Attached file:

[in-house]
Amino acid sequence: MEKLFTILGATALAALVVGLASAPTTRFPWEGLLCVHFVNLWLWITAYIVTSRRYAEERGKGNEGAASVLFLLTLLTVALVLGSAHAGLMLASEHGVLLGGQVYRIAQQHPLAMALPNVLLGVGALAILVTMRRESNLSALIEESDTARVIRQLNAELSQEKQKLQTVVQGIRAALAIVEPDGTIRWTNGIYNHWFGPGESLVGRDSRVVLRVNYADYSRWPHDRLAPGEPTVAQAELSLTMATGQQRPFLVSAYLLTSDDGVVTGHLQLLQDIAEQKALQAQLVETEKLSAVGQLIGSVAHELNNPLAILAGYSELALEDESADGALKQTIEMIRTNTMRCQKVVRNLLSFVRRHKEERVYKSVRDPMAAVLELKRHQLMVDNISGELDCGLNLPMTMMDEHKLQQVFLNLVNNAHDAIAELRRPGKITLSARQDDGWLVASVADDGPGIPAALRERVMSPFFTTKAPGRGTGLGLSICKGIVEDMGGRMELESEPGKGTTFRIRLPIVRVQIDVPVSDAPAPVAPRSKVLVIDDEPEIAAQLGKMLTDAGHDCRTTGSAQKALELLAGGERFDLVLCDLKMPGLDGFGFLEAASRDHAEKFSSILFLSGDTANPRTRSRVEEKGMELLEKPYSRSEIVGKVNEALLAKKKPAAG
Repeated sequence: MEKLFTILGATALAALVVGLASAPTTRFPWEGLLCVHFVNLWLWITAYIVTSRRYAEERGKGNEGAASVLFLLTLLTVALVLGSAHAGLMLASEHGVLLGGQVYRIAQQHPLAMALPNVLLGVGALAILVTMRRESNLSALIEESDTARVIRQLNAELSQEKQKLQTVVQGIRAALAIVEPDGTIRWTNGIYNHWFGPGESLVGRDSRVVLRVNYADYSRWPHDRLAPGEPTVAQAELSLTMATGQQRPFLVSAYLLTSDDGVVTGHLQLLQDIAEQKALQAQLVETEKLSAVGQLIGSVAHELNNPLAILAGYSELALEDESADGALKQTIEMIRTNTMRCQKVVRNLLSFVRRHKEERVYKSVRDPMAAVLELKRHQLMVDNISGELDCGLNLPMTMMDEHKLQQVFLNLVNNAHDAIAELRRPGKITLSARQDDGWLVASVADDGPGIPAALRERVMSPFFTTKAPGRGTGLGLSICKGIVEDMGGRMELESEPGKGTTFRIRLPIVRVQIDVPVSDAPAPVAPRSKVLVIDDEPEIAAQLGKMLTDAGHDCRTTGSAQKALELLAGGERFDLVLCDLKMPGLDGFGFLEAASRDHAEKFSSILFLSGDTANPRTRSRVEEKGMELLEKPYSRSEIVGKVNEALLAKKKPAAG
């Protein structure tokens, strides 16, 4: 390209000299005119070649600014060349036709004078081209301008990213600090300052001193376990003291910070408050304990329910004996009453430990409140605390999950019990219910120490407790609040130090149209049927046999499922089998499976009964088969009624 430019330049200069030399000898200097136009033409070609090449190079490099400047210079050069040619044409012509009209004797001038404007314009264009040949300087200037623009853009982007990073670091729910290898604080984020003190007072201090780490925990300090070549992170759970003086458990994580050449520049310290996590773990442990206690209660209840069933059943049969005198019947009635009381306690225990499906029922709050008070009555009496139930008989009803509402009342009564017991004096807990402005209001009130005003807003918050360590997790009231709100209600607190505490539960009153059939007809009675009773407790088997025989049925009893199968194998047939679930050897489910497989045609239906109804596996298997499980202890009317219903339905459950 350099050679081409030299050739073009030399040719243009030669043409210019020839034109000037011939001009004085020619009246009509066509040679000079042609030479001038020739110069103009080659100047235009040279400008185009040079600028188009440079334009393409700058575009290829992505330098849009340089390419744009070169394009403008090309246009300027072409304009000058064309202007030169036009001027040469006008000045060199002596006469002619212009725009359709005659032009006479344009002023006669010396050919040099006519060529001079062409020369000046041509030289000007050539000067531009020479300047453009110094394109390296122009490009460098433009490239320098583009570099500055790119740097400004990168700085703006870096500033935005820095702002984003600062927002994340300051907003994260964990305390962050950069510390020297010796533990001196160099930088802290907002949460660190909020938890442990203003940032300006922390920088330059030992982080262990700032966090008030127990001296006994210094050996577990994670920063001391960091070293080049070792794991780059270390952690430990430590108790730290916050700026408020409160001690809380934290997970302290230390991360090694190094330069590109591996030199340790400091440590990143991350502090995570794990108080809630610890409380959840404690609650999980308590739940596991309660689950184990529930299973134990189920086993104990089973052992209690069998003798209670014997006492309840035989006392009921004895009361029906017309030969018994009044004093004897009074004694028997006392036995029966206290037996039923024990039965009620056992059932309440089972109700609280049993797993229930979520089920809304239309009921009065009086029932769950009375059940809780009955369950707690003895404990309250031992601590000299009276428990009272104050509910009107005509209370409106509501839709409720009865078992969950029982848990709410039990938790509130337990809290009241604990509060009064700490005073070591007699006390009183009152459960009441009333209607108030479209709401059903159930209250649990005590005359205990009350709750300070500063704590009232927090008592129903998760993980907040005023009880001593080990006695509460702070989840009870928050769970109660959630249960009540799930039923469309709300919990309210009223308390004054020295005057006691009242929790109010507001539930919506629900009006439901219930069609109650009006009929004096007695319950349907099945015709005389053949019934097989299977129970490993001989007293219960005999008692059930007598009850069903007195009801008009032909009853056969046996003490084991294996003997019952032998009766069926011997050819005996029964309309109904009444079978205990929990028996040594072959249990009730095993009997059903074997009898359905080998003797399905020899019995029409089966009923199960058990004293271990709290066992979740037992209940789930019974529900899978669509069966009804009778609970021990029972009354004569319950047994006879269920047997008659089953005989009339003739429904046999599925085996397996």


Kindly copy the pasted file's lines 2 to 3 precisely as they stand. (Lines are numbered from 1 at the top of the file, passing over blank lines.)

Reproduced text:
Amino acid sequence: MEKLFTILGATALAALVVGLASAPTTRFPWEGLLCVHFVNLWLWITAYIVTSRRYAEERGKGNEGAASVLFLLTLLTVALVLGSAHAGLMLASEHGVLLGGQVYRIAQQHPLAMALPNVLLGVGALAILVTMRRESNLSALIEESDTARVIRQLNAELSQEKQKLQTVVQGIRAALAIVEPDGTIRWTNGIYNHWFGPGESLVGRDSRVVLRVNYADYSRWPHDRLAPGEPTVAQAELSLTMATGQQRPFLVSAYLLTSDDGVVTGHLQLLQDIAEQKALQAQLVETEKLSAVGQLIGSVAHELNNPLAILAGYSELALEDESADGALKQTIEMIRTNTMRCQKVVRNLLSFVRRHKEERVYKSVRDPMAAVLELKRHQLMVDNISGELDCGLNLPMTMMDEHKLQQVFLNLVNNAHDAIAELRRPGKITLSARQDDGWLVASVADDGPGIPAALRERVMSPFFTTKAPGRGTGLGLSICKGIVEDMGGRMELESEPGKGTTFRIRLPIVRVQIDVPVSDAPAPVAPRSKVLVIDDEPEIAAQLGKMLTDAGHDCRTTGSAQKALELLAGGERFDLVLCDLKMPGLDGFGFLEAASRDHAEKFSSILFLSGDTANPRTRSRVEEKGMELLEKPYSRSEIVGKVNEALLAKKKPAAG
Repeated sequence: MEKLFTILGATALAALVVGLASAPTTRFPWEGLLCVHFVNLWLWITAYIVTSRRYAEERGKGNEGAASVLFLLTLLTVALVLGSAHAGLMLASEHGVLLGGQVYRIAQQHPLAMALPNVLLGVGALAILVTMRRESNLSALIEESDTARVIRQLNAELSQEKQKLQTVVQGIRAALAIVEPDGTIRWTNGIYNHWFGPGESLVGRDSRVVLRVNYADYSRWPHDRLAPGEPTVAQAELSLTMATGQQRPFLVSAYLLTSDDGVVTGHLQLLQDIAEQKALQAQLVETEKLSAVGQLIGSVAHELNNPLAILAGYSELALEDESADGALKQTIEMIRTNTMRCQKVVRNLLSFVRRHKEERVYKSVRDPMAAVLELKRHQLMVDNISGELDCGLNLPMTMMDEHKLQQVFLNLVNNAHDAIAELRRPGKITLSARQDDGWLVASVADDGPGIPAALRERVMSPFFTTKAPGRGTGLGLSICKGIVEDMGGRMELESEPGKGTTFRIRLPIVRVQIDVPVSDAPAPVAPRSKVLVIDDEPEIAAQLGKMLTDAGHDCRTTGSAQKALELLAGGERFDLVLCDLKMPGLDGFGFLEAASRDHAEKFSSILFLSGDTANPRTRSRVEEKGMELLEKPYSRSEIVGKVNEALLAKKKPAAG